Thanks be to God.
I’ve shared time with Sufis. Sufism is normally ascribed to Islam.
Sufism’s fundamental aversion to rigid adherences lead (present tense) to it being unwelcome in some Islamic circles.
That same aversion can sometimes be found in traditions other than Islam,
and those that share that aversion are welcome within Sufism.
Or so is my impression. My exposure to Sufism was at two summer retreats of a particular Mevlevi (referring to Mevlana Jalaluddin Rumi) sufi group, held on rented facilities at Burke Mountain Academy (in Burke, VT), close to the home my wife Bonnie and I found and bought soon after. Group headed by Kabir and Camille Helminski.
The word came to me to add to the end of a message I was writing to the director of a retreat center associated with a (nearby – Barnet, VT – close to the above-mentioned home) Buddhist community about participating in an upcoming retreat. Wanting to end the message expressing my past connections with a Hindu tradition, I used the words Namaste and Shanti. The word Alhamdulillah came to mind. Wanting to make sure that it in fact was saying something I wanted to say in this instance, I looked up its meaning.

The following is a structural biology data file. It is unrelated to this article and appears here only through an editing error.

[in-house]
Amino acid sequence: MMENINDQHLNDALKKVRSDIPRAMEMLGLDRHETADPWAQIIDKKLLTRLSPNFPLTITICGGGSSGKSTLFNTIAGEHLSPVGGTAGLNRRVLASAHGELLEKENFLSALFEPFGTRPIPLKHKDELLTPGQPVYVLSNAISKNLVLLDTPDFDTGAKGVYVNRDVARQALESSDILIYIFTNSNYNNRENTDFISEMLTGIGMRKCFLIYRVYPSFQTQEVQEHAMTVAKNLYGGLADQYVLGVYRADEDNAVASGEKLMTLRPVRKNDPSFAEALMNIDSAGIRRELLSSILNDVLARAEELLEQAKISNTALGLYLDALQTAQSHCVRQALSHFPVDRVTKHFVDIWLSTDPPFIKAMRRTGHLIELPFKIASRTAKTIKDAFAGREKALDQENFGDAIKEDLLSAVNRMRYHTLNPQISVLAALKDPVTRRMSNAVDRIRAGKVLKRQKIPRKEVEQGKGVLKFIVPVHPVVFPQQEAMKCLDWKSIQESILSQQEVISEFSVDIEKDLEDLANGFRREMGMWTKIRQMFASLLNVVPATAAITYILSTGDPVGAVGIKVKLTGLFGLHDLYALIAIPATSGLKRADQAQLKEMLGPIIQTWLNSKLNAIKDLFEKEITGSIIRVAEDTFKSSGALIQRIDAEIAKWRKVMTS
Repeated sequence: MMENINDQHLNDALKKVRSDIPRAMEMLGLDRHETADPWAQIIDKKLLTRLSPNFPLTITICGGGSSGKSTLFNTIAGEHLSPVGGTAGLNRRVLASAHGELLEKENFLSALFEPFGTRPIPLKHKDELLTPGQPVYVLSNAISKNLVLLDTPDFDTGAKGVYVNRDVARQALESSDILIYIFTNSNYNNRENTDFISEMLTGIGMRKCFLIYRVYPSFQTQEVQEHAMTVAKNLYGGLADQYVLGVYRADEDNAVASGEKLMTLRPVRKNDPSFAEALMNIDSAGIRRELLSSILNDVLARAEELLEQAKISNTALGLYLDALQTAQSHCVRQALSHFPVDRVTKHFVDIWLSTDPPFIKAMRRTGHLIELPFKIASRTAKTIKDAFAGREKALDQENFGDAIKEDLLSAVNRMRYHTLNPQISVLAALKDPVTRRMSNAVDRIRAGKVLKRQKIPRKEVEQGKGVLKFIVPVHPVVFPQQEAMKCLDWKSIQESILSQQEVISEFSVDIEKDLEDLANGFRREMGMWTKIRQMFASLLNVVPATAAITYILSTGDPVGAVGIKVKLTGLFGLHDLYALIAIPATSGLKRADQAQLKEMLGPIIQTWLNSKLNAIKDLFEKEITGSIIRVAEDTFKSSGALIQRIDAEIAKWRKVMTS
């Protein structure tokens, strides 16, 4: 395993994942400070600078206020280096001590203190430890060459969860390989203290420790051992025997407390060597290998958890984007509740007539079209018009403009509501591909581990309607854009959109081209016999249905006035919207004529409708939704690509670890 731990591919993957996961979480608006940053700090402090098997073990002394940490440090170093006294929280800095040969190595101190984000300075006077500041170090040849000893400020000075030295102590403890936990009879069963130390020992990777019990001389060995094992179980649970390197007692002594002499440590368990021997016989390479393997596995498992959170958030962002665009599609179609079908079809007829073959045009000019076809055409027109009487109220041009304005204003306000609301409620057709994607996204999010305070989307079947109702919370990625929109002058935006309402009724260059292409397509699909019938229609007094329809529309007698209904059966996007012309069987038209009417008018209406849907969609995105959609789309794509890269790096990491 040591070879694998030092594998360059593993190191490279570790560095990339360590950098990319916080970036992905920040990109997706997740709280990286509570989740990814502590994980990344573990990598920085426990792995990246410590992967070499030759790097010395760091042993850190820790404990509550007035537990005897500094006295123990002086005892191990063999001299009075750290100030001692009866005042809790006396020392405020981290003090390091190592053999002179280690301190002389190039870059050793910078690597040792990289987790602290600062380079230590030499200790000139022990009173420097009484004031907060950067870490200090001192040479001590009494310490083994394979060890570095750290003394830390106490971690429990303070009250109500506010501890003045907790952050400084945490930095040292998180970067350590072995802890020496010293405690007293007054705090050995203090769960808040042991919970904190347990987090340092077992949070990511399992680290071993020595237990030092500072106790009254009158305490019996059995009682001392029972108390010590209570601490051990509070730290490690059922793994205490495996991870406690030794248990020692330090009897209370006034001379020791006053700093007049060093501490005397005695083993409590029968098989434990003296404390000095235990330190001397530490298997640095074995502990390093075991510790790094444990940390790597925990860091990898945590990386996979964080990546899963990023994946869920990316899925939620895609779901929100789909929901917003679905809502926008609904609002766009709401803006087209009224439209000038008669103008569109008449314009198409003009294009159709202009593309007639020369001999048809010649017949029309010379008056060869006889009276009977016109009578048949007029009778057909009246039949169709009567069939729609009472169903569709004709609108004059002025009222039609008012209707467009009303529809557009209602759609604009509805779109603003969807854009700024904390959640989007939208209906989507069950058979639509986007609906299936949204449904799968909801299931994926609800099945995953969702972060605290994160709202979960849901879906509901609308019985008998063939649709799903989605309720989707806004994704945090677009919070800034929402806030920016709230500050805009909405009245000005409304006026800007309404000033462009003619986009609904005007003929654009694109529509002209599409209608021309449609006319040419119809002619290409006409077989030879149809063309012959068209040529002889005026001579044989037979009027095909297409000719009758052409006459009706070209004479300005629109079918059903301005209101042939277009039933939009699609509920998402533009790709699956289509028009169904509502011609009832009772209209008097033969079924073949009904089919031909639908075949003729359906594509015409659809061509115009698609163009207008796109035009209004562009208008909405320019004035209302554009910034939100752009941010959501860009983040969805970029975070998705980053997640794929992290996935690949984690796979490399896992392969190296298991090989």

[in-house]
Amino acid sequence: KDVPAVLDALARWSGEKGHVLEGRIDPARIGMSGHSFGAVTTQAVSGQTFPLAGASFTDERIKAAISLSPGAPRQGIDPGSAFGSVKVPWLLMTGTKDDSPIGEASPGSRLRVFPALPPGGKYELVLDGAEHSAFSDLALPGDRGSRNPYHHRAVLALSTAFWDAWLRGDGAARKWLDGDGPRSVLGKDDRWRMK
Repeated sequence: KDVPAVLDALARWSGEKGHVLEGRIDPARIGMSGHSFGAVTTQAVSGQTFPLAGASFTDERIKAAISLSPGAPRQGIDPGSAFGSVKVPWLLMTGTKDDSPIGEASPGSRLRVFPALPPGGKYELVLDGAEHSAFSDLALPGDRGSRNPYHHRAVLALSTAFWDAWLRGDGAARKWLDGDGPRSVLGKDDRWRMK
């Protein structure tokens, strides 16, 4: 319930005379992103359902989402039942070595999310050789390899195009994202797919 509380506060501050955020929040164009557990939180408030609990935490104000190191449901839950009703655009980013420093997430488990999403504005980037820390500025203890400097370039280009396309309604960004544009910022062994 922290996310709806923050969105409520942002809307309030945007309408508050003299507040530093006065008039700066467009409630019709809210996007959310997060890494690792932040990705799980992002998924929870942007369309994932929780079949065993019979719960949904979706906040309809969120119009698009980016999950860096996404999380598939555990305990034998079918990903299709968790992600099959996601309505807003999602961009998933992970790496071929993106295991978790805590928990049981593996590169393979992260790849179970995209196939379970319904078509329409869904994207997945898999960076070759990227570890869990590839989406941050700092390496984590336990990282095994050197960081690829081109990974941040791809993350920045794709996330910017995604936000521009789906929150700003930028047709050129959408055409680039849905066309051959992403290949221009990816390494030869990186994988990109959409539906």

“… Alhamdulillah: in theory, it is to be said with a profound sense of love, adoration, and awe of the power, glory, and mercy of God. …”
Yes, the word was just fine at the end of my note. The traditions with which I have my closest connections include divine presence – as expressed with the Muslim phrase used in the title of this post. Buddhism, from what I understand, does not recognize a supreme deity.